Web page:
Here’s a summary of my interview with Brett de Hoedt including common mistakes sponsorship seekers make, golden rules for a successful sponsorship and key points from the interview.
The full interview was pretty long so I divided it into 3 parts:
5 common mistakes sponsorship seekers make:
- Bland proposals that don’t grab the sponsor’s attention.
- The sponsorship proposal is all about logos on things. This is too simple and offers no value to the sponsor.
- Not offering a range of options to suit a sponsor’s budget.
- Not providing unique experiences for the sponsor, their staff and clients. Clients of the sponsor are often overlooked.
- Sponsorship proposals are often too general or broad and don’t focus on discrete benefits for the sponsor.
3 golden rules for a successful sponsorship:
- Know your purpose – be single minded about getting that sponsorship.
- Know your audience – learn what motivates them.
- Know your message – be very clear about how you can provide value for a sponsor.
- Crete a website that makes you look like you’re worth sponsoring – look credible and have some authority.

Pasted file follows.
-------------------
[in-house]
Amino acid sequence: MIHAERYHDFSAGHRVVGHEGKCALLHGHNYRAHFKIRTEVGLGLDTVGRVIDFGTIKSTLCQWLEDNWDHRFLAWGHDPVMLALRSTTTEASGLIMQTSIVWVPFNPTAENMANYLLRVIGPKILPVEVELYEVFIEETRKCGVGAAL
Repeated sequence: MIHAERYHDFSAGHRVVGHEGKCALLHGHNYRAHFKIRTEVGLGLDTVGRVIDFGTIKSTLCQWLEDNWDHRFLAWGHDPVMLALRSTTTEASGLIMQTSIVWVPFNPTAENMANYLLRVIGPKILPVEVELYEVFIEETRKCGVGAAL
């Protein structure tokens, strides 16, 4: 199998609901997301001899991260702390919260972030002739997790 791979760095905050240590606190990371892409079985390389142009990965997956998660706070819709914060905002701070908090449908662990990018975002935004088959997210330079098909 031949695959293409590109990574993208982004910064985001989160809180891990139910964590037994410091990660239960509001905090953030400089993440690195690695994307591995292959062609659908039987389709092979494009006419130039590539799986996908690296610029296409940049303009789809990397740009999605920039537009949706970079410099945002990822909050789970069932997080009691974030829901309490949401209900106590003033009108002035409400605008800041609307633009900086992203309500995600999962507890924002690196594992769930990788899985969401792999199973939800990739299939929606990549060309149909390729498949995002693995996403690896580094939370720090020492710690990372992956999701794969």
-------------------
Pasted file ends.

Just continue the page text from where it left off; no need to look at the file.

- Seeking sponsorship is like dating – the less desperate you look the more opportunities are going to come your way.
- Be very specific on what is being sponsored. The more specific the better your chances.
- Sponsors need to know, like and trust you before committing to a relationship.
- Develop your brand and profile – market yourself to potential sponsors.
- Network with potential sponsors so they can get to know you.
- Get outside of your comfort zone – put yourself in the spot light to attract opportunities.
- Be very specific about your sponsorship opportunity.
- Provide unique experiences.
- Logos and thank you speeches aren’t where it’s at.
- It’s a huge advantage to have some social good attached to your sponsorship proposal.
- Don’t fear rejection – be different and interesting to grab their attention.
- Make your proposals 3 dimensional. The package, the box, the thick, padded envelope is always opened before the boring old two-dimensional envelopes
- Pursue multiple targets at one time because it’s a numbers game.
- Provide lots of options to say yes. Give the potential sponsor a range of customised options to suite their level of commitment.
- Remove risks for the sponsor by providing tangible and measurable value.
- Whatever a sponsor invests with you, they will need to spend 4 to 5 times this on activating the sponsorship opportunity.
- Show sponsors how they can use you to create value. For example, provide mock-ups of press releases, printed ads and web pages.